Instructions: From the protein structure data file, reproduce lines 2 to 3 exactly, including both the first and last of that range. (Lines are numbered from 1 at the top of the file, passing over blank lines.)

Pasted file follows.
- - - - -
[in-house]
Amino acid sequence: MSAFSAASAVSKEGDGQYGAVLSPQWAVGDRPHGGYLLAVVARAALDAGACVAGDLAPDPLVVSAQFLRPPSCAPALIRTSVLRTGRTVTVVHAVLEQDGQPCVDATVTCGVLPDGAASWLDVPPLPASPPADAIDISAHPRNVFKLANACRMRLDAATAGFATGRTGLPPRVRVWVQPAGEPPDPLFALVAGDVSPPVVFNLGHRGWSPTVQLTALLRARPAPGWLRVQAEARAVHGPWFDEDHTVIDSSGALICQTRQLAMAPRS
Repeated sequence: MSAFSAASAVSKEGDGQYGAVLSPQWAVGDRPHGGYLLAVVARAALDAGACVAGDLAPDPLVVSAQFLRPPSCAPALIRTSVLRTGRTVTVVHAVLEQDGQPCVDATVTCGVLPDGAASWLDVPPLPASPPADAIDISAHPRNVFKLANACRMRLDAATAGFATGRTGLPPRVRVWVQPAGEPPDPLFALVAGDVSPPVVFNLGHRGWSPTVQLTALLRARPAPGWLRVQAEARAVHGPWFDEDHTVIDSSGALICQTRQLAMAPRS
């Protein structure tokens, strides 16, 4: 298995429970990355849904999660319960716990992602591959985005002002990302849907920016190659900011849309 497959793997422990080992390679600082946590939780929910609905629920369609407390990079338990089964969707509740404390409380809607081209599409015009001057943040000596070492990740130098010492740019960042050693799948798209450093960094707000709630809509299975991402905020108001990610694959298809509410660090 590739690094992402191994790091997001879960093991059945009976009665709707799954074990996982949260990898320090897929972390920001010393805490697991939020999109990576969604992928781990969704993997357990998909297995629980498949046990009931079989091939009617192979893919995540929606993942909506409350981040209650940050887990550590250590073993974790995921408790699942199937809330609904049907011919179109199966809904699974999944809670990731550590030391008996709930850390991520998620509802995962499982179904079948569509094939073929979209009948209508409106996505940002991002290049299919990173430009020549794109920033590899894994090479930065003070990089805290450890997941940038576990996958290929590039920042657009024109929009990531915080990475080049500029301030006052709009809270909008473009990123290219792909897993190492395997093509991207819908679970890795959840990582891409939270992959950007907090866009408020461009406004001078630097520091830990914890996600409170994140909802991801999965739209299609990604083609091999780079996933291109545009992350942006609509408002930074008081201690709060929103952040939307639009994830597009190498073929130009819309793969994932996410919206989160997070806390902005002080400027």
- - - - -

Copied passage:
Amino acid sequence: MSAFSAASAVSKEGDGQYGAVLSPQWAVGDRPHGGYLLAVVARAALDAGACVAGDLAPDPLVVSAQFLRPPSCAPALIRTSVLRTGRTVTVVHAVLEQDGQPCVDATVTCGVLPDGAASWLDVPPLPASPPADAIDISAHPRNVFKLANACRMRLDAATAGFATGRTGLPPRVRVWVQPAGEPPDPLFALVAGDVSPPVVFNLGHRGWSPTVQLTALLRARPAPGWLRVQAEARAVHGPWFDEDHTVIDSSGALICQTRQLAMAPRS
Repeated sequence: MSAFSAASAVSKEGDGQYGAVLSPQWAVGDRPHGGYLLAVVARAALDAGACVAGDLAPDPLVVSAQFLRPPSCAPALIRTSVLRTGRTVTVVHAVLEQDGQPCVDATVTCGVLPDGAASWLDVPPLPASPPADAIDISAHPRNVFKLANACRMRLDAATAGFATGRTGLPPRVRVWVQPAGEPPDPLFALVAGDVSPPVVFNLGHRGWSPTVQLTALLRARPAPGWLRVQAEARAVHGPWFDEDHTVIDSSGALICQTRQLAMAPRS